I studied through sweating and mini panic attacks last night, through runny noses and a slight sore throat. I didn’t sleep very well – I’m coming down with something, I just know it – and when my alarm went off this morning I pulled myself out of bed and went over my notes one more time. I walked to school slowly, trying to shake the negative thoughts out of my head (“… no, Sarah, you’re not getting sick… you’re going to make it through this test, everything will be fine!”) I got to school and powered through the thing. But even though I found it relatively easy, I dragged it out near the end because, well, I knew it was coming.
And then that was it: it was over.
My final, my Italian class, my study abroad experience, my stay in Torino.
My one teacher Silvia gave me cookies afterwards, with a note that read, “Dear Sarah, I wish you all the best! I would like you to keep studying Italian language because you are an excellent student. I hope to see you again.” I walked home slowly too, but this time it was not because I was feeling bad – I was just trying to take in everything around me and realize that after Sunday, it will all just be a memory.
I watched The Godfather upon returning to my apartment. Doing such a thing is unheard of here in Italy: the movie has a terrible reputation, since it gives Italians an even worse one. Then I went back to school to check my grade and say goodbye to my teachers.
I walked into the classroom that Aida (my other teacher) and Silvia were in – they had just finished proctoring their other Italian class’s test. Silvia beamed at me and asked me if I liked my grade. I told her I hadn’t checked yet, that I wanted to make sure I said goodbye to them before they went home for the day. She said, “Well, I won’t tell you, but congratulations.” She gave me a big hug, and then she left. Aida walked over to me and said, “What’s the highest possible grade you could get?” I couldn’t help but smiling – an A was definitely in my future! “What?” I asked her. She pulled my final over to me, where she had totaled all of my points. “100,” she said. “Bravissima. Congratulations.” I was so excited I didn’t even know what to do with myself. I thanked her over and over again, telling her that I loved the class and that she and Silvia were excellent teachers. “You have a real bend for Italian,” she said. I looked at her, confused by what she meant. “After all my years of teaching, I can tell that it comes really naturally to you. I urge you to keep taking it. After one or two more classes, you should be fluent.” I thanked her again and told her that I hope to, that I really like it and that I can’t wait to learn more.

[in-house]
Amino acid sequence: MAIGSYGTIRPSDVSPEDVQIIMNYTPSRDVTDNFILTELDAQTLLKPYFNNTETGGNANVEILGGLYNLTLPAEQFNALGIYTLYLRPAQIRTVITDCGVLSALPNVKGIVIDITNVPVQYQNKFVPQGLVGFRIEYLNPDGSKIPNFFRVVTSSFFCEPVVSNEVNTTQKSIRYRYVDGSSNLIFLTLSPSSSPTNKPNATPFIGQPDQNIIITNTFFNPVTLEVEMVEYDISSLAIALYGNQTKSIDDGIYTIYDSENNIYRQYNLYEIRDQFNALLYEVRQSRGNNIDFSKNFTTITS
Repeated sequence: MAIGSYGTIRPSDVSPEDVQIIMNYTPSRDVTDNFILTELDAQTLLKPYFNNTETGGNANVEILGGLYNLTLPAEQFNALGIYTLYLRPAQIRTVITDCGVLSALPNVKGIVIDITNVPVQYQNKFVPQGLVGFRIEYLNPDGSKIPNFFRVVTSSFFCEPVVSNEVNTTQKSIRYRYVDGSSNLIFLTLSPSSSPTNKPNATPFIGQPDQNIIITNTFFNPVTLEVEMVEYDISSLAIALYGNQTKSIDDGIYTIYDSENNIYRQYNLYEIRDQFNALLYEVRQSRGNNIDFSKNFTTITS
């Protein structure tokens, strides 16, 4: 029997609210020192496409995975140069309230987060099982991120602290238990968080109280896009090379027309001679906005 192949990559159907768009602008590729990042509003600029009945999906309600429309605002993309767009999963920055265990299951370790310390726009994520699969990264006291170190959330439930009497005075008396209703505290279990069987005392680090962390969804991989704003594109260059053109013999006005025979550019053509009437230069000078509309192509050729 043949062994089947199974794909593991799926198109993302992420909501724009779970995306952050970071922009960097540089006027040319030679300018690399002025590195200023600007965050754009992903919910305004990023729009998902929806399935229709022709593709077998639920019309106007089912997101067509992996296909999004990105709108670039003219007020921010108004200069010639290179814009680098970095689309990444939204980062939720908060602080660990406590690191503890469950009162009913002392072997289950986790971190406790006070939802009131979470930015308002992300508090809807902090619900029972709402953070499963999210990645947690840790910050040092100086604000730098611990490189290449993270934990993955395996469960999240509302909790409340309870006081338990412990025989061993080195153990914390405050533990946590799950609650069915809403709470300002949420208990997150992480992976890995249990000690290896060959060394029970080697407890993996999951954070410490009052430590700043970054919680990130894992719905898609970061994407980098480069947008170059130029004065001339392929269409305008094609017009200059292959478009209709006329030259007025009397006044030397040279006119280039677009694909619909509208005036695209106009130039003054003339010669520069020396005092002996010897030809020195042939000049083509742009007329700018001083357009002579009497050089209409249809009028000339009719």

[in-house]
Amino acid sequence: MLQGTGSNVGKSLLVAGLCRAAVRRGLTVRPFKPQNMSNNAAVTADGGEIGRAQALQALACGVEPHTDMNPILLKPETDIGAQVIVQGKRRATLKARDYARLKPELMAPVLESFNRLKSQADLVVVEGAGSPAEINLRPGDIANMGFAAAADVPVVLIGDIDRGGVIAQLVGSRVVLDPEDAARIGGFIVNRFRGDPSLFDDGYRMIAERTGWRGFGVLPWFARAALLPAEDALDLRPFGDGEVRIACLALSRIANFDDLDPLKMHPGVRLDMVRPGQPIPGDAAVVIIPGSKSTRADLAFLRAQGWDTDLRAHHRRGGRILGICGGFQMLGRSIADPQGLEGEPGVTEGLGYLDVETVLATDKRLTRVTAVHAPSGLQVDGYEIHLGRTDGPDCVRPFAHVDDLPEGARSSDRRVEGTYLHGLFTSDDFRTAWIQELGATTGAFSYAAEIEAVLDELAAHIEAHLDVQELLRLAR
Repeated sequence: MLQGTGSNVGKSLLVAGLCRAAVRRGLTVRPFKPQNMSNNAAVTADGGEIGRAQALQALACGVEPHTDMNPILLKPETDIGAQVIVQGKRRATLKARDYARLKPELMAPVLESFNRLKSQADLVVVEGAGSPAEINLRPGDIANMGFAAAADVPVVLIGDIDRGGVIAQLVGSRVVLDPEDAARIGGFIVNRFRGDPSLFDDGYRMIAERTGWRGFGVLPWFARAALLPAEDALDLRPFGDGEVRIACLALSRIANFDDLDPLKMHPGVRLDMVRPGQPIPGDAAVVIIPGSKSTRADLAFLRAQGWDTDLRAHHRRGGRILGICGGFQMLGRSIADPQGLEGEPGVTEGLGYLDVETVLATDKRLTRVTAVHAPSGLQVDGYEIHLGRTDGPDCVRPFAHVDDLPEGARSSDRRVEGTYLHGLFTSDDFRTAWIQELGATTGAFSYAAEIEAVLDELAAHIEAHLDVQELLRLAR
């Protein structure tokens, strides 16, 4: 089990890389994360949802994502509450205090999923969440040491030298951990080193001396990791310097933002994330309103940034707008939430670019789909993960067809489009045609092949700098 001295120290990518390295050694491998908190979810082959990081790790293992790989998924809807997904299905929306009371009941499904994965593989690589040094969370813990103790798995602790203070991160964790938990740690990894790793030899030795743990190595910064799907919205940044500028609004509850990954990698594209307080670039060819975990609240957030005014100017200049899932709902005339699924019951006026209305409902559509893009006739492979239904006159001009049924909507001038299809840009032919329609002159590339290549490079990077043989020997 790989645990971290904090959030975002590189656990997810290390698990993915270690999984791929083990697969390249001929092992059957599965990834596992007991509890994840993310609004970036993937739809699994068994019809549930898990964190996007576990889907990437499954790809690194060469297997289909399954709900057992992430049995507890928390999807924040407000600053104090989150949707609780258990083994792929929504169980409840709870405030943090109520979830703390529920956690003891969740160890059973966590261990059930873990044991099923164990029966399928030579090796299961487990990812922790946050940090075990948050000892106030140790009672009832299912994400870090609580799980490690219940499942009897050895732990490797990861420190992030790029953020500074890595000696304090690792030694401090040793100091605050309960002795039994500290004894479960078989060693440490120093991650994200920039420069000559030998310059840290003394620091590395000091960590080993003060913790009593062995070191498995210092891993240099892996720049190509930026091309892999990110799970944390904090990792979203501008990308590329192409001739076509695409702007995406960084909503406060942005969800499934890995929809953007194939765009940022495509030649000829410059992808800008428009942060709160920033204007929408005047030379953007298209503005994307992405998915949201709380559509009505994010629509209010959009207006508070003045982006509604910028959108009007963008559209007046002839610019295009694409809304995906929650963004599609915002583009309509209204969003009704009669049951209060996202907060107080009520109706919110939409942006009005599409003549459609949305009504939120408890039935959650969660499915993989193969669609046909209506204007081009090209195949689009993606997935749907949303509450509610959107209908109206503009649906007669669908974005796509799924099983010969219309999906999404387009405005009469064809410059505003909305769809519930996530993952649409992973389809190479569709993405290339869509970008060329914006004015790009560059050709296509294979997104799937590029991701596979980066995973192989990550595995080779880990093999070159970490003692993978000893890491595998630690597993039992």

It’s an awesome feeling being told my your teacher that you’re excellent at something you really enjoy. I feel like Italian does come kind of naturally to me. It just makes sense. My learning of the language and the culture by no means stops here; I hope to take it home with me and continue to learn and improve at it.
It hit me afterwards again how sad I am to be leaving. True, I’m still going to be travelling, but the little things about this place won’t be around anymore. Or rather, I won’t be around them. I won’t have to turn the main gas line on to cook dinner, or to light the stove myself. I won’t be able to walk down the street to one of my favorite gelaterias in town. My toilet at my house flushes and fills itself instead of me having to wait to fill the one here. The store back home doesn’t have pre-toasted bread or mojito sodas or Kinder Bueno bars. It doesn’t leave its eggs out on the shelf or have converting carts. True, I won’t be woken up by the glass truck in the early hours of the morning and I won’t get eaten alive by mosquitos every night, but there are a lot of things I’m going to miss about this place. I am actually leaving, and I really can’t take a lot of what’s become part of my life back with me.
My consolation is that I can take all of my memories, and that I get to show others what living in Torino is like, starting with my mom and sister. I can take them all of the places that I loved going to and eat the best food I found here. Then, after adventuring to other parts of Europe, I get to go home and tell all of my friends what it’s like to live in Italy. I can show them pictures of the places I frequented and speak to them (if only a little bit) in Italian. I can read off an Italian restaurant menu with confidence that I’m saying it right. I can take everything I’ve learned here and try to adapt it to the way I live my life back home. It’s a little daunting, this reconciliation, but I’m kind of excited about it. I can’t wait to walk more, to visit our Farmer’s Market more often and to cook real food.
For now, I’m going to enjoy the short amount of time I have left here. I’m going to our modern art museum in an hour or so, so I have to shower and make my feverish self look presentable. Tonight is also my roommate Erika’s last night here, so we’re all going out to dinner as a group for the last time. Ciao for now – I’m sure more sentimental posts will head your way shortly.